Colorado Gov. John Hickenlooper (D) loves fracking — he once even drank fracking fluid to prove it — but other elected officials in the state are not so gung ho. A handful of Colorado cities are trying to limit or ban the practice — and are finding that it’s not so easy to do.
Boulder is the latest Colorado municipality to take on the frackers. Last week, its city council unanimously passed a one-year moratorium on fracking within city limits and on city-owned open space, and council members are considering options for a more long-term policy. From the Boulder Daily Camera:
Several council members … said they are warm to the idea of bringing forward a ballot measure in November to approve a longer-term ban — a process that would involve study sessions and public hearings in coming months. …
Several residents asked the City Council to go further by approving a longer fracking moratorium, an all-out ban or turning the issue over to voters. …
[But a]n analysis by Boulder City Attorney Tom Carr determined a one-year moratorium was the safest option because it addresses public health and safety concerns while protecting the city against potential lawsuits.
Boulder is right to be worried about lawsuits. The city of Longmont, Colo., where voters passed a fracking ban in November, has been sued by both the state government and the Colorado Oil and Gas Association. The industry argues that the fracking ban constitutes an illegal “taking” of mineral property and that only the state has the authority to regulate such practices.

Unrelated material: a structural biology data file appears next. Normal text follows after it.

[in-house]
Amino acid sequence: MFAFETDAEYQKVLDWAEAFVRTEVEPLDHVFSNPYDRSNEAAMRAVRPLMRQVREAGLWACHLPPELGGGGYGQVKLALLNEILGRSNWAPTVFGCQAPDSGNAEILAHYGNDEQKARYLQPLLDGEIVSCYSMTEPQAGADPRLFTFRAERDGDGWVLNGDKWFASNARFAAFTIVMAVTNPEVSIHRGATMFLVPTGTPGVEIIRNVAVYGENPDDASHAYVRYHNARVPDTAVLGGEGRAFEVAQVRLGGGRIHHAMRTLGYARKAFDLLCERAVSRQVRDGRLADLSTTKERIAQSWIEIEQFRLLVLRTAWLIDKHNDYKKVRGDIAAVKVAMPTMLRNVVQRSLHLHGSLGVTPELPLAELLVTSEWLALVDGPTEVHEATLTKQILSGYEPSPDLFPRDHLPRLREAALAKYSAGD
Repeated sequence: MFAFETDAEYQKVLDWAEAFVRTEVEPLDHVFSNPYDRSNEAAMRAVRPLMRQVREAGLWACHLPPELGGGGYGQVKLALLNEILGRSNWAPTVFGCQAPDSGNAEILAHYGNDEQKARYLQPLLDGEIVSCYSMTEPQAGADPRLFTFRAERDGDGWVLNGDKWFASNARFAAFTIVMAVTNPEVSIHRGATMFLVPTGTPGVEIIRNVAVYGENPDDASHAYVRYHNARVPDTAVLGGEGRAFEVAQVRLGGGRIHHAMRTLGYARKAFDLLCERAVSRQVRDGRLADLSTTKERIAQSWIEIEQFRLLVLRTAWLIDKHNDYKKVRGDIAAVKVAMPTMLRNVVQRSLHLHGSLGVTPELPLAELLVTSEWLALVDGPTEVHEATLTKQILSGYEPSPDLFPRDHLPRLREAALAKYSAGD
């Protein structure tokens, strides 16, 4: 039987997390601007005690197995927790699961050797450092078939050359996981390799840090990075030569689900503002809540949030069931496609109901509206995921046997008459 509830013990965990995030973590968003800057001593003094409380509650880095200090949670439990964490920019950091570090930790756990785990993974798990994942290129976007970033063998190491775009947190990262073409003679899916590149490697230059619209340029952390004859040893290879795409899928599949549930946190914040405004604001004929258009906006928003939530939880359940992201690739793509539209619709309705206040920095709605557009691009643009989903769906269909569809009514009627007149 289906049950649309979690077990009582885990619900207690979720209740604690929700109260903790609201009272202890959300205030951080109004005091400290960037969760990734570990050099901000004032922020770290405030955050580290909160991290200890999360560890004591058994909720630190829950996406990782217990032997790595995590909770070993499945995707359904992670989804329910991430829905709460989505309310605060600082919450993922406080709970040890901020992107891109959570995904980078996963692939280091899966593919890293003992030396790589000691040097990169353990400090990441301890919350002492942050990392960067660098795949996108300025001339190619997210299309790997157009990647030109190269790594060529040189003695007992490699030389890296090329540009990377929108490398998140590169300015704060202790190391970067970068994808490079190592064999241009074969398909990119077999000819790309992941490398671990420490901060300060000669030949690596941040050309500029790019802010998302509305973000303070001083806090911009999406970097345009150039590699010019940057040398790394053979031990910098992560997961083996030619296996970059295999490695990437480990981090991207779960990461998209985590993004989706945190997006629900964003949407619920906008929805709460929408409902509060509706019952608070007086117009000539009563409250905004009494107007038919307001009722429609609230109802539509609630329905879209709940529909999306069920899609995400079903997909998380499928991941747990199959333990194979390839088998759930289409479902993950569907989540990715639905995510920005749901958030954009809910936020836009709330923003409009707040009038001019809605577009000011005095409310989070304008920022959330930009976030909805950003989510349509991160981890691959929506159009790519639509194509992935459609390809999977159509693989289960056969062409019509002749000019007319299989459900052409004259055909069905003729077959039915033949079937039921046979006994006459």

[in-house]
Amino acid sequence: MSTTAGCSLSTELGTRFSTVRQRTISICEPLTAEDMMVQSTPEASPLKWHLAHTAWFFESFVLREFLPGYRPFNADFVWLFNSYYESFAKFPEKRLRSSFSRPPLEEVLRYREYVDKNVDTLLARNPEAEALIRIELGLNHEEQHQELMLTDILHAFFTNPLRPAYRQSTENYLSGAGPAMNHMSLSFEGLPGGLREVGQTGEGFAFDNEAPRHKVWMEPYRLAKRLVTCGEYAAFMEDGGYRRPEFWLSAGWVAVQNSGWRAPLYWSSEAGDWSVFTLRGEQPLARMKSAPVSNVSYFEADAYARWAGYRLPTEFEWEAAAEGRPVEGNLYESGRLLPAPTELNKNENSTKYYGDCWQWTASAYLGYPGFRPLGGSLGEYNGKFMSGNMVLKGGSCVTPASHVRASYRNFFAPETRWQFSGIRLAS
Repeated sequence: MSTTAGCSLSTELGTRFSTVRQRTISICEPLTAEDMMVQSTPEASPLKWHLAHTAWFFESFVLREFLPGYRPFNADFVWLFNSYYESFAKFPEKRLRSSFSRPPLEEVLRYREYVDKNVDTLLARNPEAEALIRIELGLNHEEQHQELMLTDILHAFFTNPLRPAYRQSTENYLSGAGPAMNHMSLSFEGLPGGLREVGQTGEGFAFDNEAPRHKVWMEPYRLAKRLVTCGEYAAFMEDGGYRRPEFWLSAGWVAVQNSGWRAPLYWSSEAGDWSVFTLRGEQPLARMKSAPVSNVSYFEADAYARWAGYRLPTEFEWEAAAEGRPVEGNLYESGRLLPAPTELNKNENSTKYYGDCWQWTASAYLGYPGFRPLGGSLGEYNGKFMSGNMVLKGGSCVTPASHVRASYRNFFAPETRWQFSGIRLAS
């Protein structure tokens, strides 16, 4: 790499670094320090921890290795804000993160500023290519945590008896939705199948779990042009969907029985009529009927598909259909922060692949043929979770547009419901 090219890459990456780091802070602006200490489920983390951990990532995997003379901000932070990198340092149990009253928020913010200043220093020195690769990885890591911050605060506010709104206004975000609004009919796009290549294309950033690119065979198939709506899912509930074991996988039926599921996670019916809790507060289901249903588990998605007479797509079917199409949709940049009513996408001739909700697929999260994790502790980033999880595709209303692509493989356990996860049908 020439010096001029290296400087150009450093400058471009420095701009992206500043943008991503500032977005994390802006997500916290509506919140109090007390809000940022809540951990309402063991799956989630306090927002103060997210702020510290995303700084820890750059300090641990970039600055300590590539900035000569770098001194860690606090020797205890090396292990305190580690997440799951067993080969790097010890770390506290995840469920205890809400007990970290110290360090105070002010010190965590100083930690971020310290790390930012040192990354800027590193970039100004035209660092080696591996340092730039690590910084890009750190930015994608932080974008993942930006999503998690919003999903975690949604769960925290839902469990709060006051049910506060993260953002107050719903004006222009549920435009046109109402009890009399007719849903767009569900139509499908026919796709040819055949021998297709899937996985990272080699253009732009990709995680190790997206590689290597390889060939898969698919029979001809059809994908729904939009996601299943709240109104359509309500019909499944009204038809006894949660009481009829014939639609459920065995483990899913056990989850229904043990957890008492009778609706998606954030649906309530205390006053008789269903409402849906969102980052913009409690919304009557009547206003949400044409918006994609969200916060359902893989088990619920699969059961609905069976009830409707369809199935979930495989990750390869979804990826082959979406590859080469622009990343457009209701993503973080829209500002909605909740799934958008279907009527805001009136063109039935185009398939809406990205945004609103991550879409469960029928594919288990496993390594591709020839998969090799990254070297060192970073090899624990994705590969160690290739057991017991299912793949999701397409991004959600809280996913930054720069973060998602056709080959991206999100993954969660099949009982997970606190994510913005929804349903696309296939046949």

Fear of lawsuits prompted the Fort Collins City Council last month to ease its recent ban on fracking. Prospect Energy, which had been fracking within city limits before the council passed the ban in March, will be allowed to resume its operations. From a May 22 article in the Fort Collins Coloradoan:
Mayor pro tem Gerry Horak said the council had little choice on the matter.
To continue the ban on Prospect Energy would invite a lawsuit the city would have little chance of winning, he said.
The Colorado Oil and Gas Association is taking the lead in fighting frack-averse cities. You might recall that this association tried to convince Fort Collins to shy away from a fracking ban by providing the city council with a petition full of fake signatures. The Coloradoan now brings us the news that the city’s police department is investigating whether any crimes were committed in producing that seemingly bogus petition.